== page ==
TAMPA, Fla. – The Toronto Blue Jays were up to the task yet again on Thursday against a split squad of New York Yankees, scoring in double digits for their eighth win against only one loss this spring. Even with Jose Bautista and Edwin Encarnacion a combined 0-for-2 for the entire pre-season, with only one game played between them, the Jays are averaging 6.1 runs per game to this point, cutting a swath through their citric competition.
Here’s what stood out to me from Toronto’s latest victory:
RETURN OF THE MACK:
Bautista made his spring debut, having sat out the first nine spring training games as part of the Blue Jays’ new high-performance team’s plan to get the best out of him over six (and hopefully seven) months of meaningful baseball. He served as the designated hitter, batting third behind Kevin Pillar and Josh Donaldson.
Bautista popped up to shortstop in his first at-bat, against Nathan Eovaldi, and struck out looking on a beautiful 3-2 slider by Andrew Miller his next time up. In the fifth inning, Bautista came to the plate to face Aroldis Chapman, who was making his first appearance of the spring as well. The Yankees’ newest big bullpen arm got ahead of Bautista, then hit him on the foot with a two-strike breaking ball.
Bautista was fine. Rowdy Tellez came out to pinch-run, and the Blue Jays’ big slugger went back into the clubhouse to deftly take the high road on Goose Gossage’s “get off my lawn” diatribe about, basically, how the Hall of Famer thinks those damn kids are ruining everything with their bat flips and celebrating and being happy when they do good things (if I may paraphrase).
BIG THREE? BIG DEAL:
The Yankees have one of the scariest bullpens in the major leagues, thanks to adding Chapman to the already-devastating combination of Miller and Dellin Betances, and the Blue Jays had to face all three of the Yankees’ big guns on Thursday.
Miller, Chapman and Betances combined to throw 2 2/3 innings, allowing three runs on four hits with two walks, hitting two batters and striking out four.
Miller was up first, and after getting Russell Martin to ground out to second to begin the third inning, the tough lefty allowed four straight hits. Darrell Ceciliani smacked a rope to centre on the first pitch he saw for a single and Ryan Goins hit a grounder the other way, just out of the reach of diving third baseman Pete Kozma, for another base hit.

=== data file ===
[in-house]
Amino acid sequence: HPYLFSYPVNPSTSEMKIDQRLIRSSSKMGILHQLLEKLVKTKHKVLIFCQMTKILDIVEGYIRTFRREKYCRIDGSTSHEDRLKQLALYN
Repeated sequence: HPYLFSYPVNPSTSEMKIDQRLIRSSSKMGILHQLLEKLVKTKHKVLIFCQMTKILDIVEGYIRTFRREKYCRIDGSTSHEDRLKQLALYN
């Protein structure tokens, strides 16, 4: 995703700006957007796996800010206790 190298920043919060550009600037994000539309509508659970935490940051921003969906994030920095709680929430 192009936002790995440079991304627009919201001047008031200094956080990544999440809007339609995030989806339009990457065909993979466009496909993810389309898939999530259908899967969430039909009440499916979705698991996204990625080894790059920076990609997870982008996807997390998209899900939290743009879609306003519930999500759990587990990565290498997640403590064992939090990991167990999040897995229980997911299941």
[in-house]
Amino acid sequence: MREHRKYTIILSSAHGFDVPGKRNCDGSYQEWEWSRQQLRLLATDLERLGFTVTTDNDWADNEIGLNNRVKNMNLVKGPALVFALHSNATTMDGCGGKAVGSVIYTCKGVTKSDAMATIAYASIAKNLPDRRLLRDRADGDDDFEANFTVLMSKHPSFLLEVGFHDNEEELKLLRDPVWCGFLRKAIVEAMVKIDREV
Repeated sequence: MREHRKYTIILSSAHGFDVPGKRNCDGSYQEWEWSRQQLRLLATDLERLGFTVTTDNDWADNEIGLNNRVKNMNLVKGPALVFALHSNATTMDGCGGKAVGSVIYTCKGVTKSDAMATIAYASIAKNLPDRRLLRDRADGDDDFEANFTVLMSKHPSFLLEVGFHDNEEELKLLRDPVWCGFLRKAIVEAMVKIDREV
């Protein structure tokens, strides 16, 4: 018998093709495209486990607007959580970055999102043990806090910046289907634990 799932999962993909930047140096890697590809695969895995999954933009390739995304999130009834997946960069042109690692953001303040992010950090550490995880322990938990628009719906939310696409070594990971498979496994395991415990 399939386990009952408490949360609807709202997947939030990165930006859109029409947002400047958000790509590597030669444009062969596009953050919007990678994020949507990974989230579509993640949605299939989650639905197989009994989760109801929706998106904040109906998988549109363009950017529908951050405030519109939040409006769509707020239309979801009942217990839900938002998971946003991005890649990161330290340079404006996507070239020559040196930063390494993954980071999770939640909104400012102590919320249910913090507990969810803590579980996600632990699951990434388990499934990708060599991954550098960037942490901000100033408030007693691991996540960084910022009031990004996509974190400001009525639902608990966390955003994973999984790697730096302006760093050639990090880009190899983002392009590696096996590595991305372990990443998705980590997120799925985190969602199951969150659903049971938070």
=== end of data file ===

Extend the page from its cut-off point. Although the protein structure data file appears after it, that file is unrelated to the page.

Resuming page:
Kevin Pillar followed and stayed on an outside pitch, hitting a line drive to right for another single to load the bases for Josh Donaldson, who hit a liner to left for a single that scored Ceciliani and Goins for the game’s first runs. Miller then composed himself and struck out Bautista and Troy Tulowitzki to escape further damage.
Betances came out firing bullets and worked a perfect fourth, but he had to be saved by an outstanding catch by centre-fielder Ben Gamel, who laid out along the warning track in right-centre to steal extra bases from Martin.
Chapman was next, and couldn’t harness his stuff in his first appearance of the spring. He faced six Blue Jays and only one put the ball in play – Donaldson, who popped out to first. Of the other five, Chapman struck out Ceciliani, walked Pillar and Tulowitzki (with the bases loaded) and hit Goins (on the elbow pad) and Bautista (on the foot).
Once the Big Three were done, the Blue Jays did even more damage against the rest of the Yankees’ bullpen, scoring eight runs over the final four innings and doing so by smacking six extra-base hits.
David Adams, a former Yankee who spent many a spring training here in Tampa, had two of them with RBI doubles in the seventh and ninth, but Andy Burns outdid him. Burns, who hit all of five home runs in 499 minor-league at-bats last season, powered up against Diego Moreno in the sixth inning, belting a long three-run homer over the scoreboard in left field to break the game open. He followed that with an RBI double off the base of the wall in the left-field corner in the ninth.
Domonic Brown got in on the fun, too, splitting the outfielders with his eighth-inning line shot into the gap in right-centre. It didn’t look like he broke a sweat as he ran 270 feet for a stand-up RBI triple. Jon Berti rounded things out with a triple of his own, his a line drive over the head of left-fielder Cesar Puello in the ninth.
None of those hitters are likely to make the team – only Brown has a legitimate chance out of spring – but they’re showing that they’re definitely in the swing of things down here.
With all the Blue Jays’ regulars playing on Thursday, save Edwin Encarnacion, who continues to get back in shape after missing some time dealing with an abscessed tooth, don’t expect too many in the lineup on Friday afternoon when the Boston Red Sox come to Dunedin for a 1:00 p.m. ET date with the 8-1-1 Jays.
Marcus Stroman will start for the home side, and he’s up against knuckleballer Steven Wright, which means our webcast will be awash with Steven Wright humour (you can’t have everything, where would you put it?). Join Ben Nicholson-Smith and me live on the interwebs for all the play-by-play. Just sign up for your free mlb.com audio account.